|Crystal structure of praseodymium||Double Hexagonal Close Packing (DHCP)|
|Discovery of praseodymium||By Carl Auer von Welsbach in 1885|
Also see: Interactive Periodic Table (It has rotating bohr models as well as many other details of all the 118 elements in a single periodic table).
Praseodymium element in Periodic table
The Praseodymium element (Pr) has the atomic number 59 and is located in period 6. Praseodymium is a metal and it is classified as a lanthanide group element.
Click on above elements in the periodic table to see their information.
Facts about praseodymium
Here are a few interesting facts about the praseodymium element.
- Praseodymium was given its name from the two Greek words “prasios” (meaning green) and “didymos” (meaning twin).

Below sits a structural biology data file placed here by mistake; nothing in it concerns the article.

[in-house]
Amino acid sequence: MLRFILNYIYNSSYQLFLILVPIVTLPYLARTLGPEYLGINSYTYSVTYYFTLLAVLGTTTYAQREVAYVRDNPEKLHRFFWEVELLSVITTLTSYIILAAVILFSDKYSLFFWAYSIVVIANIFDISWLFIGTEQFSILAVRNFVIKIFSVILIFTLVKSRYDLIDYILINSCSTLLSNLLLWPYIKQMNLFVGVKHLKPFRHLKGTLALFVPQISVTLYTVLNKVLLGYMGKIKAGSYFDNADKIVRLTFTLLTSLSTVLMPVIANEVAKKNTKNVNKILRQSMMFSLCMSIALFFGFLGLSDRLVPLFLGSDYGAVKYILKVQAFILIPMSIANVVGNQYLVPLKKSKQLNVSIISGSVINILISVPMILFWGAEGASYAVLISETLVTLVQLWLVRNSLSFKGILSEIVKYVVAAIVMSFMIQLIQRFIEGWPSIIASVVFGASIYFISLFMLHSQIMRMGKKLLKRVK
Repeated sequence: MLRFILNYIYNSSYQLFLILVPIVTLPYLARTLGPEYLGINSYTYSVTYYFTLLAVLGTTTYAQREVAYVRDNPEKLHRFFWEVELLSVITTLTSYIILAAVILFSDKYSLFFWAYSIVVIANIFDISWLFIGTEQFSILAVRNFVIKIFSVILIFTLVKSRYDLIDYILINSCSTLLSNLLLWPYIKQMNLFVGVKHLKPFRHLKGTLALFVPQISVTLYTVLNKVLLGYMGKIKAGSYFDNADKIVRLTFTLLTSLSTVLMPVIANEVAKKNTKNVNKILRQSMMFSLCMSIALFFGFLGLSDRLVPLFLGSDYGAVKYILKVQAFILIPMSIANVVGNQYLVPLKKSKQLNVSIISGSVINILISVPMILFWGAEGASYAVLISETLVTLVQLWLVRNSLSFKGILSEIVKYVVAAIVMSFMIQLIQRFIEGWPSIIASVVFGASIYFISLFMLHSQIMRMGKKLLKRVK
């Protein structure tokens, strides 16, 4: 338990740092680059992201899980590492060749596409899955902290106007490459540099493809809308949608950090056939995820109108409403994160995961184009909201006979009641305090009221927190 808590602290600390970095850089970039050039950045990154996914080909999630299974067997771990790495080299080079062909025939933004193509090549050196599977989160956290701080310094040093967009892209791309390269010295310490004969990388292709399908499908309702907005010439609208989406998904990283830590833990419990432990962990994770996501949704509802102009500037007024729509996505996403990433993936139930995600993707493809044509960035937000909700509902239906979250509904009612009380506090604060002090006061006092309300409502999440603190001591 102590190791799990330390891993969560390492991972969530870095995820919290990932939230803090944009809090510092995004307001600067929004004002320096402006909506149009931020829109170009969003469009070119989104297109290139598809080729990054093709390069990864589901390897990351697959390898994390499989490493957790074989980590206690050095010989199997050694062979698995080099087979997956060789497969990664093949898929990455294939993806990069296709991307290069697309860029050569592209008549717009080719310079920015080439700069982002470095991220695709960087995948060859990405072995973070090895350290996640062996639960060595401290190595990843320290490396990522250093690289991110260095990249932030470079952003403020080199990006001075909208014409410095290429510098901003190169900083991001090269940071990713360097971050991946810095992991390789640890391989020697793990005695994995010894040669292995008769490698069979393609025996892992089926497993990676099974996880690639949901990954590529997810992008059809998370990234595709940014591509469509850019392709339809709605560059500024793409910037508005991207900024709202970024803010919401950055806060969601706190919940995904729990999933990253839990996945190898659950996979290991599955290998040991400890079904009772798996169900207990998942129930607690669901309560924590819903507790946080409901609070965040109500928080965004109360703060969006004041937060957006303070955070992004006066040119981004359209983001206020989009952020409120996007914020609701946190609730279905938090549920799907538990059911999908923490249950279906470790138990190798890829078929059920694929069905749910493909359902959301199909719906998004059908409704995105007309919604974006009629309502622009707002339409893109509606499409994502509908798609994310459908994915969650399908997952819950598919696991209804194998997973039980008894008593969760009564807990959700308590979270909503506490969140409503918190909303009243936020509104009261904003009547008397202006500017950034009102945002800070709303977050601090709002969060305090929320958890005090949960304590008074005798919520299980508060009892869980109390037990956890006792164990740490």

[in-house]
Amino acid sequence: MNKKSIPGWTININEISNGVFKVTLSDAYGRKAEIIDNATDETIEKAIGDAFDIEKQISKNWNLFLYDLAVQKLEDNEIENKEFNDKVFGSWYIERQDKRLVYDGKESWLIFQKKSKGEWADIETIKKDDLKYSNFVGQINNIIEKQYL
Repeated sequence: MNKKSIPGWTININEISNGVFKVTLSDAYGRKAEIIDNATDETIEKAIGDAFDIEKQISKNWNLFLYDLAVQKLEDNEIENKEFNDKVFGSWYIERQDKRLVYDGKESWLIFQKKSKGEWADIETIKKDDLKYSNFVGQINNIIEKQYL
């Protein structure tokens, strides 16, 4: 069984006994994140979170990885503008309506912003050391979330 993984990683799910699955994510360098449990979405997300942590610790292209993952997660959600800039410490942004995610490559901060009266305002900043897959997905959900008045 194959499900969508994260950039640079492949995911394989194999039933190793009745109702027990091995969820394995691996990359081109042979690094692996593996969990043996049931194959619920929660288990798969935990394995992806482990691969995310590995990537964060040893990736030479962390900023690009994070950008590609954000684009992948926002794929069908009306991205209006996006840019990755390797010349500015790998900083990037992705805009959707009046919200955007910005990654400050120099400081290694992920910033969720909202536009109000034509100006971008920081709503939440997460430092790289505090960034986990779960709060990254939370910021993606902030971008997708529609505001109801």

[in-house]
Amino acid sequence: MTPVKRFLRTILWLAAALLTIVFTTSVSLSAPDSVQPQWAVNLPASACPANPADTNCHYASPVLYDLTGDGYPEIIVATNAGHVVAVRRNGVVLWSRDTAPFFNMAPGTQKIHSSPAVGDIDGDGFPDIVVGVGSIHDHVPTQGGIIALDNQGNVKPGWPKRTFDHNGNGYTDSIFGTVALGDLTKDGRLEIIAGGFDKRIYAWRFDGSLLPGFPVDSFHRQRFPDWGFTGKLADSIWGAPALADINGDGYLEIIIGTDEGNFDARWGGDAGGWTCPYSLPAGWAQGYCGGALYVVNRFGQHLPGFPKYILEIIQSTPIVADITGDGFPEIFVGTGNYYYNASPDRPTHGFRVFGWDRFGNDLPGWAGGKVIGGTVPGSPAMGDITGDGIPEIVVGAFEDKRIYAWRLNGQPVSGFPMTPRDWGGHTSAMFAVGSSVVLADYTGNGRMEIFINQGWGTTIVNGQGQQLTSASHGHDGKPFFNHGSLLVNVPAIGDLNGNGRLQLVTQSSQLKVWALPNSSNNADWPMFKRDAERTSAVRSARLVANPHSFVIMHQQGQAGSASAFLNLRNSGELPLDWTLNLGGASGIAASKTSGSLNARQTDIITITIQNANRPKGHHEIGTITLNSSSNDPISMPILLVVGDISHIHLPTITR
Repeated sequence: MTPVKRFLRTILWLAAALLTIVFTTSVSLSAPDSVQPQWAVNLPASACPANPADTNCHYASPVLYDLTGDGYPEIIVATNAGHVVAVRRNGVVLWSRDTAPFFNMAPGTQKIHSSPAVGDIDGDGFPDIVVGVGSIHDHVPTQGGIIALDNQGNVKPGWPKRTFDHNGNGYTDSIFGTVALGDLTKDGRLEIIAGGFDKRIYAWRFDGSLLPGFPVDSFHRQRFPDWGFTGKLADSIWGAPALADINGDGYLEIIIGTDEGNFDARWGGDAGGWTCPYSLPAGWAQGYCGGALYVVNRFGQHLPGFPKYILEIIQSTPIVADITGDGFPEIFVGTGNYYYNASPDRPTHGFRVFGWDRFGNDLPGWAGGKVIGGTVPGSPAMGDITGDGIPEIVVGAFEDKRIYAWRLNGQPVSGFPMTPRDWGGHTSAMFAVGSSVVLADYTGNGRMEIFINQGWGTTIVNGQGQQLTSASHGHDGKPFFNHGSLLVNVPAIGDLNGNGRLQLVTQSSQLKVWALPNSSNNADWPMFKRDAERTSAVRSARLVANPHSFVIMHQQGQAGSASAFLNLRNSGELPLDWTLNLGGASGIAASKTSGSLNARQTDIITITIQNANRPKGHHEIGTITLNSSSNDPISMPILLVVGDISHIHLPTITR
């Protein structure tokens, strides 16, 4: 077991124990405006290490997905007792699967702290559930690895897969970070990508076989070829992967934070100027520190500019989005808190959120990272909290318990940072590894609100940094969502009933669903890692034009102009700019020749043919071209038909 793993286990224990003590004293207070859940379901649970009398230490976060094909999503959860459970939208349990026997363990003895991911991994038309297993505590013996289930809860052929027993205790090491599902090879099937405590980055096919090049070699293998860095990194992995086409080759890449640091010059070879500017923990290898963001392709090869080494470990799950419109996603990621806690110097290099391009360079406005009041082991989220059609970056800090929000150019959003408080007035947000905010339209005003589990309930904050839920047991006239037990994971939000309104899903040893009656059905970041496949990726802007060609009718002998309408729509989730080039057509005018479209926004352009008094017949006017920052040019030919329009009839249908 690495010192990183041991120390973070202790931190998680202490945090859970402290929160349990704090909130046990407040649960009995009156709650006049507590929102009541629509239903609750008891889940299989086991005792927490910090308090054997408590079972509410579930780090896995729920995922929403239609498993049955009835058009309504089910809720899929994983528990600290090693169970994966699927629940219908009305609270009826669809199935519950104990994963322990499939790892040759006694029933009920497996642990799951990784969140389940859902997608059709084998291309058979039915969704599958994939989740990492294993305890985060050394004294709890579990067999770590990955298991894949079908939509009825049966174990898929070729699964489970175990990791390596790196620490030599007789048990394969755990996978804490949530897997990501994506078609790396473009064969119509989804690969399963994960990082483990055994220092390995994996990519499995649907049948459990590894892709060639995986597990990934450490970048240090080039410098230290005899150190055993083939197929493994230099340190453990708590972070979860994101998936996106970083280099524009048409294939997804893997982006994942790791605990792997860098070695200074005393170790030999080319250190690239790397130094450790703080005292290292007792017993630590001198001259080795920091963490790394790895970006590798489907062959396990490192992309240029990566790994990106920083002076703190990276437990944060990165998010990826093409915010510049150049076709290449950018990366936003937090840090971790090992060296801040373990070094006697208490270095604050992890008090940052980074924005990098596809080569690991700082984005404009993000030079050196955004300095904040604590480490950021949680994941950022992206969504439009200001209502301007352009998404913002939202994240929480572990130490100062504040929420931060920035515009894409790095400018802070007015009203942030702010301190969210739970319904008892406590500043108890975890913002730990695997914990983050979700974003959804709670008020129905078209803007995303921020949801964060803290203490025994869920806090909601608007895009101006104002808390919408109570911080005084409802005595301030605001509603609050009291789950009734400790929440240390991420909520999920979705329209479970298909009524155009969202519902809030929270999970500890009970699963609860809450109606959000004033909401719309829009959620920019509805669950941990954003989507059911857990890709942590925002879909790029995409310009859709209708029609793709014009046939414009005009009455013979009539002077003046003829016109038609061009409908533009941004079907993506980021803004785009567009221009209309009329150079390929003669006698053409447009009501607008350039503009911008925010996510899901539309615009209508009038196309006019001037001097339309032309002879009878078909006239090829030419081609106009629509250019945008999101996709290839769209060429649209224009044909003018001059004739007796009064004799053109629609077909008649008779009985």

- The earth’s crust contains around 8.7 ppm (by weight) of praseodymium.
- Praseodymium metal is not available from one place on the earth. But it is evenly spread on the earth.
- Carl Auer von Welsbach discovered praseodymium in 1885.
Properties of praseodymium
Here is a list of some physical properties and chemical properties of praseodymium.
Physical properties of praseodymium
- Praseodymium has a silvery gray metallic appearance.
- Praseodymium is a ductile as well as malleable metal, that means it can be drawn into thin wires and sheets.
- The density of praseodymium is 6.64 g/cm3 and its atomic mass is 140.907 amu.
- There are many isotopes of praseodymium, and out of these isotopes, the most abundant isotope is 141Pr.
- The melting point and boiling point of praseodymium is 1208 K and 3403 K respectively.
Chemical properties of praseodymium